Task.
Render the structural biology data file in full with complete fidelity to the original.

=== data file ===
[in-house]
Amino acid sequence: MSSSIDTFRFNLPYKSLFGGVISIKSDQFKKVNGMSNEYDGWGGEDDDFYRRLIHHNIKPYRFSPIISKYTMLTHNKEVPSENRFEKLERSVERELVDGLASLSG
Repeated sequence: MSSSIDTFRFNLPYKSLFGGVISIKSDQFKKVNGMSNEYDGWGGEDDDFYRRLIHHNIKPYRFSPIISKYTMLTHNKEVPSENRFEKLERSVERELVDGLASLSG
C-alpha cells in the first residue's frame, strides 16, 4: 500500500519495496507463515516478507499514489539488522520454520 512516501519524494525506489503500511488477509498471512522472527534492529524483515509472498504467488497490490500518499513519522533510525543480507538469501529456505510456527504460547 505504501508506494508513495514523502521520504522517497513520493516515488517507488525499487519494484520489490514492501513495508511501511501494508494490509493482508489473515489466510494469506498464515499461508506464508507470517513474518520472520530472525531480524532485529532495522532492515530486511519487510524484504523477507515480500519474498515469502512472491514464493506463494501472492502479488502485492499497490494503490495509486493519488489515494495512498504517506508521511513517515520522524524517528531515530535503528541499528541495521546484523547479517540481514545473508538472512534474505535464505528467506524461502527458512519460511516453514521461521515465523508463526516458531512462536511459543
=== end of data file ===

[in-house]
Amino acid sequence: MSSSIDTFRFNLPYKSLFGGVISIKSDQFKKVNGMSNEYDGWGGEDDDFYRRLIHHNIKPYRFSPIISKYTMLTHNKEVPSENRFEKLERSVERELVDGLASLSG
Repeated sequence: MSSSIDTFRFNLPYKSLFGGVISIKSDQFKKVNGMSNEYDGWGGEDDDFYRRLIHHNIKPYRFSPIISKYTMLTHNKEVPSENRFEKLERSVERELVDGLASLSG
C-alpha cells in the first residue's frame, strides 16, 4: 500500500519495496507463515516478507499514489539488522520454520 512516501519524494525506489503500511488477509498471512522472527534492529524483515509472498504467488497490490500518499513519522533510525543480507538469501529456505510456527504460547 505504501508506494508513495514523502521520504522517497513520493516515488517507488525499487519494484520489490514492501513495508511501511501494508494490509493482508489473515489466510494469506498464515499461508506464508507470517513474518520472520530472525531480524532485529532495522532492515530486511519487510524484504523477507515480500519474498515469502512472491514464493506463494501472492502479488502485492499497490494503490495509486493519488489515494495512498504517506508521511513517515520522524524517528531515530535503528541499528541495521546484523547479517540481514545473508538472512534474505535464505528467506524461502527458512519460511516453514521461521515465523508463526516458531512462536511459543